COS 318: Operating Systems, Fall 2013

Quiz 2: Synchronizations

Due: 11:55pm, Wednesday, October 9

This quiz checks your understanding of the lectures and its reading assignments during the past week. You may reference the textbook, lecture slides, and your notes. Online sites (e.g., Wikipedia) may also be consulted but you must cite them in your writeup.

Each question is worth three points. Please strive for clarity and brevity in your answers. Essay questions should require no more than one or two short paragraphs.

Submit your answers by clicking the "submit" link on the lecture schedule page. Only online submissions will be accepted. Please submit plain ASCII text files.


  1. Consider a machine with an atomic instruction called compare-and-swap (CAS), provided by the hardware, with the following pseudo-code:
    int CAS(int *a, int old, int new) {
        if (*a != old) return 0;
        *a = new;
         return 1;
    In the lecture, we talked about test-and-set (TAS) instruction, which has the following pseudo-code:
    int TAS(int *a) {
        if (*a != 0) return 0;
        *a = 1;
        return 1;
    Implement an atomic TAS function using the CAS function.
  2. Suggested solution:
    int TAS(int *a) {
        return CAS(a, 0, 1);

  3. In class, we discussed how to use semaphores to solve the consumer-producer problem (lecture note page number 8). Suppose that we modify the code as follows:

    Modified producer/consumer solution using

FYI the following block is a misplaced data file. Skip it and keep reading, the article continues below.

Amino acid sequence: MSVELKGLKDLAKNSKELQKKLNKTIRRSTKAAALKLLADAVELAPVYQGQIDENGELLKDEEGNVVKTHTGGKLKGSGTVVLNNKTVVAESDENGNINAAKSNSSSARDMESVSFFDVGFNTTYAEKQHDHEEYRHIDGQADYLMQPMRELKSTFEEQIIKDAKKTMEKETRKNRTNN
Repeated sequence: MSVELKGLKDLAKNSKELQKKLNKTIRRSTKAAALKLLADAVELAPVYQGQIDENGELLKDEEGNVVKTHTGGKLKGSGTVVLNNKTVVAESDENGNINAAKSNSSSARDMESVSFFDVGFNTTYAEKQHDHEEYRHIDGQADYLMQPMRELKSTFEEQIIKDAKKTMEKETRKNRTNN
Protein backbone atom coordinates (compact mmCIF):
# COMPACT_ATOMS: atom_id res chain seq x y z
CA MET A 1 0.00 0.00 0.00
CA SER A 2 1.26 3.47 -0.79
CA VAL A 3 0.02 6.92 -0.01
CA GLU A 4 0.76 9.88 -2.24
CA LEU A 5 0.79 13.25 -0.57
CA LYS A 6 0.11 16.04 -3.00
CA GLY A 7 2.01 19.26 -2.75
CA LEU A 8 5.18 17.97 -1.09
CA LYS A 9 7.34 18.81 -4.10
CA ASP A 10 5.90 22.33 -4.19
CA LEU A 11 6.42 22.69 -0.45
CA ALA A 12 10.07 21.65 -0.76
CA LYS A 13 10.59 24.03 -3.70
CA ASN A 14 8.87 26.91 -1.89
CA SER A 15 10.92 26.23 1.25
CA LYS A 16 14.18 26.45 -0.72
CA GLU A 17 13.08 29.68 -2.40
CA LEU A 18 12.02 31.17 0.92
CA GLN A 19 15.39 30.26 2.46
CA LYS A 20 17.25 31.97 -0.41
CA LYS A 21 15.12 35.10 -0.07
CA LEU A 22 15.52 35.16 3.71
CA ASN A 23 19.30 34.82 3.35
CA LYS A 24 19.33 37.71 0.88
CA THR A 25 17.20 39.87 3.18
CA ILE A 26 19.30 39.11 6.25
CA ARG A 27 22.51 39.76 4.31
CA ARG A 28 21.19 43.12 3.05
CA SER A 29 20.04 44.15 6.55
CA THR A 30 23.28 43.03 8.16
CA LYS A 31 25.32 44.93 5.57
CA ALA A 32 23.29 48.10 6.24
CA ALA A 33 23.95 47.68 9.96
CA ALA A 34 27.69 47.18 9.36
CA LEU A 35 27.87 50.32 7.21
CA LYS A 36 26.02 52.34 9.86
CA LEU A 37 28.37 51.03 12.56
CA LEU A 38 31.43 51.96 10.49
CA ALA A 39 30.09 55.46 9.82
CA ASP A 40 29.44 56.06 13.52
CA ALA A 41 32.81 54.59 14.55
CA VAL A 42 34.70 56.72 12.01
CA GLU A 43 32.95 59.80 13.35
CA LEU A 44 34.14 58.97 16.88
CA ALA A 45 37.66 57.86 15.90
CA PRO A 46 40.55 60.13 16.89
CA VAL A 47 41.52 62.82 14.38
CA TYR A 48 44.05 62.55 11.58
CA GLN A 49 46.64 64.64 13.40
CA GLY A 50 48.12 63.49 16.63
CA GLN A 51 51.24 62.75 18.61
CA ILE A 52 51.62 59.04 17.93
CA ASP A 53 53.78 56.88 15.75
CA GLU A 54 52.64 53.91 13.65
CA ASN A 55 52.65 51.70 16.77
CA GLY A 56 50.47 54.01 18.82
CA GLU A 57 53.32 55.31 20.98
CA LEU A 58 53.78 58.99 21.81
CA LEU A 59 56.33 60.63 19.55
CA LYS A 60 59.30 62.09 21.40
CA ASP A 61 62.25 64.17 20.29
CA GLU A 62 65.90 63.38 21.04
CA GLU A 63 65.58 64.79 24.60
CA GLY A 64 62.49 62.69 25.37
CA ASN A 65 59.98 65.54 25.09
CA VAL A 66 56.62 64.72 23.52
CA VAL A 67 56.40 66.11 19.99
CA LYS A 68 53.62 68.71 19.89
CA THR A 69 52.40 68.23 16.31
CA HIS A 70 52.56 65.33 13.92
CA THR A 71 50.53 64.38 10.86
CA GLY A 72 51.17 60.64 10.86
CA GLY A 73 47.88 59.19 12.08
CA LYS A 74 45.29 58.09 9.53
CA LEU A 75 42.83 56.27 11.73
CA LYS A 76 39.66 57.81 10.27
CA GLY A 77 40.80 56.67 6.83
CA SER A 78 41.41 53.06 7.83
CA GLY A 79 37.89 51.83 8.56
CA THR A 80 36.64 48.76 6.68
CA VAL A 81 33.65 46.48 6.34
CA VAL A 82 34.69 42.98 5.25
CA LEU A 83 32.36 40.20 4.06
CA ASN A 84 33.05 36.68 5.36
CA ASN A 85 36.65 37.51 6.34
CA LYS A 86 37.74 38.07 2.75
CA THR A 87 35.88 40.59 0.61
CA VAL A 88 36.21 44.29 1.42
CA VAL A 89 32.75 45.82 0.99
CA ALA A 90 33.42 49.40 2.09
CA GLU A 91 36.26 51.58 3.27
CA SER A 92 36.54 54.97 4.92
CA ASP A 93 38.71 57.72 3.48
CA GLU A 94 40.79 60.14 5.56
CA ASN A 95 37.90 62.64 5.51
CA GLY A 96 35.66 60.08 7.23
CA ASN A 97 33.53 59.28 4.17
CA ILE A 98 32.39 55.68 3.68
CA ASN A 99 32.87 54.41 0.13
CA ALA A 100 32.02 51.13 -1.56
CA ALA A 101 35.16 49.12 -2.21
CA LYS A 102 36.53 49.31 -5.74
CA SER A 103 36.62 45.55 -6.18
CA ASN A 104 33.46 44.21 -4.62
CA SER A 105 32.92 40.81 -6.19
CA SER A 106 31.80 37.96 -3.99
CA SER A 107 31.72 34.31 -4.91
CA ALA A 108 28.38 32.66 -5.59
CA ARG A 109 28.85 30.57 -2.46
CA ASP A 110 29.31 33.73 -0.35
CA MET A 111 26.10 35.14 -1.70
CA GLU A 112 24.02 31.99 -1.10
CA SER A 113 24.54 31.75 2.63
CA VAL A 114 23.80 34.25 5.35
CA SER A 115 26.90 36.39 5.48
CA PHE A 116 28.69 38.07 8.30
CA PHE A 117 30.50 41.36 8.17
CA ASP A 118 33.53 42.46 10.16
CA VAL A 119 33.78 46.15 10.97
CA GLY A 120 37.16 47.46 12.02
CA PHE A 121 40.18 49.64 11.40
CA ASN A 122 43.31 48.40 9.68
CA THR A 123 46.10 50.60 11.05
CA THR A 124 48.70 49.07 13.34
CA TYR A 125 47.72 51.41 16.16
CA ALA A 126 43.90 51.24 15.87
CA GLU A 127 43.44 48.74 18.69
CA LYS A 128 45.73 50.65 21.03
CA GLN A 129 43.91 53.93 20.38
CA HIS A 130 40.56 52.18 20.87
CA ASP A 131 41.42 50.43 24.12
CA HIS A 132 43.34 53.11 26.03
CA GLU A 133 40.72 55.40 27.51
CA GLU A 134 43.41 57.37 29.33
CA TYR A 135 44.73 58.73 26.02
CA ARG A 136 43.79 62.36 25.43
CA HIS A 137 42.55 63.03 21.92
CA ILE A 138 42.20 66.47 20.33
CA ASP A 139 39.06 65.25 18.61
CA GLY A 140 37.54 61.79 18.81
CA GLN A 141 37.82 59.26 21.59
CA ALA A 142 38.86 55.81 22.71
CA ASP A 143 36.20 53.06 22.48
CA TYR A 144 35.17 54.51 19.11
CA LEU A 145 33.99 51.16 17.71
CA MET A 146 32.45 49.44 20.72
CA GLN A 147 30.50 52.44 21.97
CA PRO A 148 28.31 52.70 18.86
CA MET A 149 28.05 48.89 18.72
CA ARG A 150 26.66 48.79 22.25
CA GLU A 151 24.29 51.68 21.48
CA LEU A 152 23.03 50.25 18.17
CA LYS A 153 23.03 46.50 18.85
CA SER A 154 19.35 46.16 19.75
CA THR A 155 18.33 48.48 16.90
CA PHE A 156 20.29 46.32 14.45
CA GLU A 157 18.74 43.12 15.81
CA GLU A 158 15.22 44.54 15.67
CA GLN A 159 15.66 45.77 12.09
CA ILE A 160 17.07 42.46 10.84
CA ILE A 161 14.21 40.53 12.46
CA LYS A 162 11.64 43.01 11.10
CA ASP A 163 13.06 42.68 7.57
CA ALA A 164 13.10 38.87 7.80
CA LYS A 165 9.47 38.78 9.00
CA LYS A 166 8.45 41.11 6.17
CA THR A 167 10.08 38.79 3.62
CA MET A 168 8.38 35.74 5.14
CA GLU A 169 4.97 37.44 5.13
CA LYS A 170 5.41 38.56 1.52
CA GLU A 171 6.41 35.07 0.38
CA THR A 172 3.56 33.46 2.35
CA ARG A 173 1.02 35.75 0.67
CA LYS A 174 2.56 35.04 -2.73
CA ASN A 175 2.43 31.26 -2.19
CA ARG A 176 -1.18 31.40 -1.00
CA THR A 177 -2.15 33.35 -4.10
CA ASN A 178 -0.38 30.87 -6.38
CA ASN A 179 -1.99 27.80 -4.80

Please tell whether this modification is correct or incorrect. If you think it is correct, tell us the advantages and disadvantages, comparing with the solution in the lecture. If you think it is incorrect, tell us what can go wrong by showing an example.

  4. Suggested solution: The modification is incorrect. Consider the case where the buffer is full. Suppose a Producer runs. It holds mutex and wait on the emptyCount semaphore. A Consumer now runs. It will wait on P(mutex).

  5. Use no more than six sentences to explain the differences among Hoare’s monitor, Hansen’s monitor, and Mesa monitor, in terms of the implementation of Signal.
  6. Suggested solution: Hoare proposed to run the signaled thread immediately, suspending the current thread. Hansen proposed that Signal must be the last statement of a monitor procedure. Mesa monitor allows the current thread to continue its execution after executing Signal. Mesa monitor allows Signal to wakeup more than one thread. Programming with Mesa monitor requires checking the condition again after returning from Wait, because the condition may no longer be true.